Critics blame rational markets for most of the crashes of markets that have occurred in the recent past, especially in the years starting from 2000. On the contrary, those who advocate for the efficient market hypothesis have responded by affirming that market efficiency is only simplification of market operations. They indicate that market efficiency usually does not necessarily mean that there is certainty about what would occur in the markets in the future. They do believe that, practically, markets are efficient for investment reasons.
Plunges in overall trading capacity have made it quite a tricky task to reap maximum profits for traders who hastily trade in the shares offered by slower investors. Furthermore, traditional investors such as mutual funds have taken up the high-frequency industry’s automated techniques while the technological costs of trimming further milliseconds off trade durations has become a serious draw off on many corporations. Technology is a boost in terms of time saving to most traders. However, to the general market, it has serious implications that may bring vastly damaging outcomes that would destroy investment efforts, market implementation strategies and financial bases of most companies, individual investors, regulatory bodies and the national economic power, at large.
For a market to plunge, there are a number of possible causes to it. Some of them include large directional bets and technical hitches. Others may be unprecedented alterations in the market structure plus the impact of high frequency trading activities (Bailey, 2005). These, collectively, were seen to have been among the factors that initiated a series of actions that led to the 6 May, 2010 market crash.
In efforts to reap hugely from markets, high frequency trading firms may choose to exacerbate price declines, as was found to have been the case in the case of the 2010 flash crash. When high speed trading parties conduct their business aggressively to get rid of their positions and withdraw from markets during such times of uncertainty, they expose markets and other slower traders at substantial financial risk in case of plunges in the market. Besides this, sharp changes in the structures anchoring markets are likely to cause problems in the market. In addition, excessive reliance on computer power subjects markets to likely technical glitches that might be injurious to financial transactions in stock markets. For instance, a bug in computer algorithm may have disastrous outcomes. Similarly, traders engaging in large directional bets risk unfavorable results that may come in the form of market plunges (Bailey, 2005).
In spite of all the factors above that might contribute to plummeting of markets, there can significant preventive and recovery measures that may be instituted to save markets in case the worst happens. This may be in the form of legislation whereby regulatory bodies must ensure legislation regulating market operations is adhered to and discipline among market players is maintained at highest levels at all times, by each and everyone. Traders must also observe high levels of integrity and maintain unquestionable degrees of discipline when carrying out their businesses.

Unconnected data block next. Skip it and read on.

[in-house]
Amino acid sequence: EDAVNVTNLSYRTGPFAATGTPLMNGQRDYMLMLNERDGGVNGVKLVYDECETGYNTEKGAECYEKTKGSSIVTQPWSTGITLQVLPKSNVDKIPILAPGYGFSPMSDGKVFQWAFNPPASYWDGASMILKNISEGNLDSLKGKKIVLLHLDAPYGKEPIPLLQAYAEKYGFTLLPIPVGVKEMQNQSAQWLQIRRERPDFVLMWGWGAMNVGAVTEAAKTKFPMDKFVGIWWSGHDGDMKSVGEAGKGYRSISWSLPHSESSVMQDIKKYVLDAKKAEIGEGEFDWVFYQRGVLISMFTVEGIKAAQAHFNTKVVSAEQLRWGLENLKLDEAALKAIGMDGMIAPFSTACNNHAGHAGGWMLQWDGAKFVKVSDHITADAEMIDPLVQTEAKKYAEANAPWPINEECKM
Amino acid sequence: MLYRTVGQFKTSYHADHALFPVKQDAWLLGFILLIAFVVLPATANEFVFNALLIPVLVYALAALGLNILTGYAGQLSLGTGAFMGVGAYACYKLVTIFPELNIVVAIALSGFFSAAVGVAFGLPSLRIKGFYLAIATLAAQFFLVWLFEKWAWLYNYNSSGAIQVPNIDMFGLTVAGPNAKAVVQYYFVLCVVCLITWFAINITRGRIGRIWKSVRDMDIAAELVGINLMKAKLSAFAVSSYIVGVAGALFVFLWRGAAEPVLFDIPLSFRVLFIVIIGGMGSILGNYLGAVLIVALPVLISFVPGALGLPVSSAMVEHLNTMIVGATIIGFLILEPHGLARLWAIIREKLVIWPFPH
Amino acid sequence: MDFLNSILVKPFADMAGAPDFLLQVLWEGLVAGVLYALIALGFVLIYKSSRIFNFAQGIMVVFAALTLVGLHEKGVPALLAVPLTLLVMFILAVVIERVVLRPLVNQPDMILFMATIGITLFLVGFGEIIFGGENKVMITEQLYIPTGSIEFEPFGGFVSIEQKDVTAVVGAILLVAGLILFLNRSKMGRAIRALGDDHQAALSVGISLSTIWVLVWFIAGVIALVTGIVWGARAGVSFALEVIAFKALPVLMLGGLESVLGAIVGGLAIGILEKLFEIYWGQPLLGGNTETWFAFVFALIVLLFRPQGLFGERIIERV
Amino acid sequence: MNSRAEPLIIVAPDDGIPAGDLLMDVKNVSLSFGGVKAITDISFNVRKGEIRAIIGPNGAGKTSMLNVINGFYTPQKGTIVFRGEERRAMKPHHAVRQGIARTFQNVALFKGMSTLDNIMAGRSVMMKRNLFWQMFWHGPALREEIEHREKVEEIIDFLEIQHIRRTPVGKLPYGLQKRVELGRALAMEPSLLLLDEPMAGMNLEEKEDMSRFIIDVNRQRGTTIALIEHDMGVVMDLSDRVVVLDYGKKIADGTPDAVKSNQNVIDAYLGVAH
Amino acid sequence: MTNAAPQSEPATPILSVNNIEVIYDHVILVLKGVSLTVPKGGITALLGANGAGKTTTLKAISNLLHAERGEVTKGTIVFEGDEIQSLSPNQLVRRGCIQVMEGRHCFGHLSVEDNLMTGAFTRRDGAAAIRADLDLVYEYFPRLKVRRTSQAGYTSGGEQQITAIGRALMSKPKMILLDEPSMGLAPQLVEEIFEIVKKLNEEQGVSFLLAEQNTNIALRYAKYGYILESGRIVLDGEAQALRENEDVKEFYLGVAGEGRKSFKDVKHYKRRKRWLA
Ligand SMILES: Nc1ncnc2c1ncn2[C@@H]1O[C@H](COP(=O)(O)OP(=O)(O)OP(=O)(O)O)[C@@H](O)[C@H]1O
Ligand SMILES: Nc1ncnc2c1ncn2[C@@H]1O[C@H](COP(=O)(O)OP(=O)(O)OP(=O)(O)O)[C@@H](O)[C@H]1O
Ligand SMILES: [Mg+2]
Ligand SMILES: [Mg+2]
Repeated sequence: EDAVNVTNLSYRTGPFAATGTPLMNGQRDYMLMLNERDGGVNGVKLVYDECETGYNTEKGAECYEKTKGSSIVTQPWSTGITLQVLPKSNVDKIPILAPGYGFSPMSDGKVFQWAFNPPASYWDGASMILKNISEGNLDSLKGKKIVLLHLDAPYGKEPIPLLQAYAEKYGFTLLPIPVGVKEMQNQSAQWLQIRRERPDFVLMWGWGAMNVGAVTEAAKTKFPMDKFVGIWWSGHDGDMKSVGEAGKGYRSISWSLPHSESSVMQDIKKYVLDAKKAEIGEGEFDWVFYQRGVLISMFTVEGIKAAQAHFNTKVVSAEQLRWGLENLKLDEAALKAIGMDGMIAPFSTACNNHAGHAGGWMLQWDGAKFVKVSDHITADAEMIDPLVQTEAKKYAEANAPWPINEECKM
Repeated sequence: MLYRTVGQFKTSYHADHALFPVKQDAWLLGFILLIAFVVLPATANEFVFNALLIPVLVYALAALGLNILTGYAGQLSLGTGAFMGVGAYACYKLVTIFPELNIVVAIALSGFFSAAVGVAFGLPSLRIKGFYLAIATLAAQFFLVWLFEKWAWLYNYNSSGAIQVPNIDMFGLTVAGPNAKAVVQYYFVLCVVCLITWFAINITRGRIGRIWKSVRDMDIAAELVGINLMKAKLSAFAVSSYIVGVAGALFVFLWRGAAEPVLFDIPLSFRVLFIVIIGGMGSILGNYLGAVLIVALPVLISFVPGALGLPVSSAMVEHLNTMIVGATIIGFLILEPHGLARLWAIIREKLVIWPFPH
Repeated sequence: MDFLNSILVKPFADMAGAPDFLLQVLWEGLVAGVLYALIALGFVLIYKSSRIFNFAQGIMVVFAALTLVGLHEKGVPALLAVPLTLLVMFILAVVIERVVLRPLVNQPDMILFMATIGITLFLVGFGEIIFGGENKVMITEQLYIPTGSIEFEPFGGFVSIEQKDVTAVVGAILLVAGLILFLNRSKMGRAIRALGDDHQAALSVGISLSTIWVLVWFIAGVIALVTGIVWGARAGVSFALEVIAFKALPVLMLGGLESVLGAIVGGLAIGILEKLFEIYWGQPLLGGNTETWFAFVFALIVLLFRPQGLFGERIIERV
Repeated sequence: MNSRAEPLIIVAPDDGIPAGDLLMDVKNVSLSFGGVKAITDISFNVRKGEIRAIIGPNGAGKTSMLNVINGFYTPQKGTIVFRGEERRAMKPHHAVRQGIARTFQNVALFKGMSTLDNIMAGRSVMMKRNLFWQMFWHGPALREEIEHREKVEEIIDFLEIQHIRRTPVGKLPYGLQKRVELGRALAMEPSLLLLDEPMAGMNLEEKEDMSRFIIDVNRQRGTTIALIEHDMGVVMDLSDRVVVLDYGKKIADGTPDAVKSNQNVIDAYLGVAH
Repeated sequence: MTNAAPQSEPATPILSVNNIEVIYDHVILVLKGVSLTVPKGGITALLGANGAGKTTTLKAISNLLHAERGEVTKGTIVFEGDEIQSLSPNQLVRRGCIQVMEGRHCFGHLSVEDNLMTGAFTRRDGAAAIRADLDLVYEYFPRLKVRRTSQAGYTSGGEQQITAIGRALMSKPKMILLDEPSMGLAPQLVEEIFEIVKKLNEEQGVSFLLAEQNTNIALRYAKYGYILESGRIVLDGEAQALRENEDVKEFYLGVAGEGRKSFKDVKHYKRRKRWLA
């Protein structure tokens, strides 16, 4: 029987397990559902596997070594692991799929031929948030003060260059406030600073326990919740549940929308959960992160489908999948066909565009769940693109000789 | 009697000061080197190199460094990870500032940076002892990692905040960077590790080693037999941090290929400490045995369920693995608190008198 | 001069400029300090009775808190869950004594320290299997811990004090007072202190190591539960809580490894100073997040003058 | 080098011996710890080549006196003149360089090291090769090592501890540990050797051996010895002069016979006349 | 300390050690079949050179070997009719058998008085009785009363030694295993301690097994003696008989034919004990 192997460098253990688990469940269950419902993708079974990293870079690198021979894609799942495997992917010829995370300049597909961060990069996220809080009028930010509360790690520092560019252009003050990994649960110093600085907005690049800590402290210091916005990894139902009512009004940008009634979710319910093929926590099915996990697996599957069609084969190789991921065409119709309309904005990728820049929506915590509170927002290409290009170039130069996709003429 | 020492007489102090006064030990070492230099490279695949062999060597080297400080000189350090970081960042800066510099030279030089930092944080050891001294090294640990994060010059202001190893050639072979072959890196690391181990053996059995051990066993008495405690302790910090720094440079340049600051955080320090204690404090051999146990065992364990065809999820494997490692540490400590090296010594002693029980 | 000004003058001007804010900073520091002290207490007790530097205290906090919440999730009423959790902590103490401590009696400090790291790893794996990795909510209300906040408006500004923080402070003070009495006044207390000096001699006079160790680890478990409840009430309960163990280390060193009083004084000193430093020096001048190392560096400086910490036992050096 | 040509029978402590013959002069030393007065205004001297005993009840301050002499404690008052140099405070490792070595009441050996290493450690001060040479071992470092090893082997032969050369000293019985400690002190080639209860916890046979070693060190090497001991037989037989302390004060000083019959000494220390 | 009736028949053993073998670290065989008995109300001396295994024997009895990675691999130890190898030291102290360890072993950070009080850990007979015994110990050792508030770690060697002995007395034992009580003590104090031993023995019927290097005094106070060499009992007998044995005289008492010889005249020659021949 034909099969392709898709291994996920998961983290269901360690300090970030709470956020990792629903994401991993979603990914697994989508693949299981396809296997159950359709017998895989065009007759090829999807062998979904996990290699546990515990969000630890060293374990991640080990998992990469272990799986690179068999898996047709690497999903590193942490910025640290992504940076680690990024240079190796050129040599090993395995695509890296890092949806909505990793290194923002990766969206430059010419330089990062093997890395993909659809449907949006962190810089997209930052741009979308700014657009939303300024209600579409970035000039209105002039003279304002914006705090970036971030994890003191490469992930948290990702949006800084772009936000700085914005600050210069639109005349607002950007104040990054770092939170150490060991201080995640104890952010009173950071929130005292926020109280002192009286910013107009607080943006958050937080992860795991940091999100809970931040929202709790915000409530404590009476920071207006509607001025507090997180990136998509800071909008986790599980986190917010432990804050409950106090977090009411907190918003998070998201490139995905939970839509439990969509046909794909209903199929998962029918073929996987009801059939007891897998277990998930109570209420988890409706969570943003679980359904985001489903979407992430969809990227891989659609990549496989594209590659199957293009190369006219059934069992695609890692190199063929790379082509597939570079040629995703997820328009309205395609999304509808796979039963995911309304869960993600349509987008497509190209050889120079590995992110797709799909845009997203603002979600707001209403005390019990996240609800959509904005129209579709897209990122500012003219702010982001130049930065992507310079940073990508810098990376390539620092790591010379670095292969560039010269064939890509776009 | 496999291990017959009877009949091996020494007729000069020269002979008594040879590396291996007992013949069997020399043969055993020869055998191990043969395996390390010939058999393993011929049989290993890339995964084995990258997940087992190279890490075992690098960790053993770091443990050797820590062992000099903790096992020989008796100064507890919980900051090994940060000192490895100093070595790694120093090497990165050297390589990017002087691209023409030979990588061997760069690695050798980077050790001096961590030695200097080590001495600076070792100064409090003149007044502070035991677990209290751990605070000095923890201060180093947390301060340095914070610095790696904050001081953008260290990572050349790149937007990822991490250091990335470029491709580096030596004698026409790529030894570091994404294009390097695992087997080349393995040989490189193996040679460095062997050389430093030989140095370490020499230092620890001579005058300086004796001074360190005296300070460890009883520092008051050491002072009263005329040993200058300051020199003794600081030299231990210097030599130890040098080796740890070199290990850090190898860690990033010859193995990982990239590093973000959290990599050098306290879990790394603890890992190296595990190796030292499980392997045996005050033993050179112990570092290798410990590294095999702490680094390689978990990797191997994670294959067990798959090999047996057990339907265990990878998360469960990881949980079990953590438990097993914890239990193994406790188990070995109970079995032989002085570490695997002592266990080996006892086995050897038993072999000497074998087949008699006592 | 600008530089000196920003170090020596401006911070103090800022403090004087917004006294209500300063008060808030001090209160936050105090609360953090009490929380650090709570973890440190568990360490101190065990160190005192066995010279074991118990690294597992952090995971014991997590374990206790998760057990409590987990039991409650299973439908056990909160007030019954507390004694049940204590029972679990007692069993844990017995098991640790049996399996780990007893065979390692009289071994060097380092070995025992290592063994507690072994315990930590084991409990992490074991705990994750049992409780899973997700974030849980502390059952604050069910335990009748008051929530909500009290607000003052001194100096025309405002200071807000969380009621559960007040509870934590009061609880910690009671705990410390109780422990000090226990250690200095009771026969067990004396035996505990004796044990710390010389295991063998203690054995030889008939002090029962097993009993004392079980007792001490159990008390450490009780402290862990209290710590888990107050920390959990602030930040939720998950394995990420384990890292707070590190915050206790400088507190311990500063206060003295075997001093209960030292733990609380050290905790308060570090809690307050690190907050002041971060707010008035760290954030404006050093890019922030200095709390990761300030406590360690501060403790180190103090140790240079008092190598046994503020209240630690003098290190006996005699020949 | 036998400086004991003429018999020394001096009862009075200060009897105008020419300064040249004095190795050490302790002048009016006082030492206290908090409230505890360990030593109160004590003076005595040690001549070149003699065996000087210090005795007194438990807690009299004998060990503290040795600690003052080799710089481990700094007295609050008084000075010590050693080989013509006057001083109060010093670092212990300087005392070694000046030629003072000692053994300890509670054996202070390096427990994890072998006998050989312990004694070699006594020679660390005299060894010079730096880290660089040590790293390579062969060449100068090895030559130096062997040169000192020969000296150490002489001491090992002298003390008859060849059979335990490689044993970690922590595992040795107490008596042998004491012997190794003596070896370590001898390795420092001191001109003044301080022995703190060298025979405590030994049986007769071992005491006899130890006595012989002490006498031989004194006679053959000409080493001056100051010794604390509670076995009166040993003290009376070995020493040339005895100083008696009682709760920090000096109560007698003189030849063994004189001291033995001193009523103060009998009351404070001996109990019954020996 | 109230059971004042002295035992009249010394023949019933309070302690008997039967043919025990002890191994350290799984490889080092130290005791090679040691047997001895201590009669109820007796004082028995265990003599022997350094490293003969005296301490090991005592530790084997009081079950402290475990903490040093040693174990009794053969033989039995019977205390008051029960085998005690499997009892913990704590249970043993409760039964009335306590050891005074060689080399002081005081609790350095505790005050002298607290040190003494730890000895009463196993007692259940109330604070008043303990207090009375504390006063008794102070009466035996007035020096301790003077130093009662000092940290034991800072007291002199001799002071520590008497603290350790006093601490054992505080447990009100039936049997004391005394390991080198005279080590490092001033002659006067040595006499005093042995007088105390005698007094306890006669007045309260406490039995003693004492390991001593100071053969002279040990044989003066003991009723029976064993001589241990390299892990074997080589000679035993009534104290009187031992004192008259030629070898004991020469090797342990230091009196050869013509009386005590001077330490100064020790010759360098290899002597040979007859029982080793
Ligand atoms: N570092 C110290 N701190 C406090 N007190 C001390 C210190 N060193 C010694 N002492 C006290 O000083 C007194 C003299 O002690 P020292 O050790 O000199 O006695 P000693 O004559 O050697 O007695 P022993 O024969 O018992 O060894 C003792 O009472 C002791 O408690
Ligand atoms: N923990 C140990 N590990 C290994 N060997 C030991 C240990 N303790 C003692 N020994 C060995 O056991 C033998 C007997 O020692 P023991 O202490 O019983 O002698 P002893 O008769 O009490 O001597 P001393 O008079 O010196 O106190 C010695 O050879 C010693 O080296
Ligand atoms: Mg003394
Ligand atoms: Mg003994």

Big players in financial markets, such as CME Group, need to respect other investors and small traders in the market. Mischief on the part of significant market participants might cause tremendous repercussions that would most likely hurt their weak counterparts.
Regulatory bodies, under the eyeful watch of the Securities and Exchange Commission, should use their authority and legal powers to ensure that different competing forces in the stock markets engage in clean competition. High-frequency trading companies, in particular, should monitored to ensure they do not carry out any activities that would lead to such terrible occurrences like the sequence of events that led to the 2010 crisis as well as the bad experiences of Wall Street Crisis.
The Securities and Exchange Commission has the mandate to ensure there is total sanity and order in the markets. Under the US legislation, the Securities and Exchange Commission has authority to monitor and regulate market operations. The commission implements policies in respect of this on its own as well as in conjunction with other legal regulatory bodies like Commodity Futures Trading Commission and the NYSE. Collaborative efforts with such established may help realize efficient monitoring the behavior of all players at the markets.
At the financial markets, the procedures must be followed strictly and allow each interested party to know exactly what happens at all times. This would help traders themselves and investors to help regulatory bodies in monitoring and reporting any kind of unacceptable practice on different firms and individuals. Technology techniques adopted, especially by high frequency trading firms must be assessed and authenticated before so that incidents of suspicious technical glitches.
In conclusion, the stock markets can be effective and most stable if both the advantages availed by the efficient market hypothesis and rational markets propositions get considerable acceptance by all players. Adherence to market regulatory guidelines is also another key pillar in ensuring fair play and to offer just competitive ground for all traders and investors. Essentially, some parties may see loop holes in the system and choose to utilize them for their own benefit. To prevent this from taking place, such loop holes must be identified and sealed because their exploitation by a few may jeopardize the hard work of many other players and the entire market. Thus, regulation of financial markets remains to be the main anchor of prosperous market. The concerns of Stiglitz are genuine and need reflect what actually occurs in the financial arena. Markets need to be sufficiently informative. Overreliance on technology should be checked and allow people to engage in some instances to ensure some mean individuals do not manipulate algorithms for their own gain, and at the expense many others.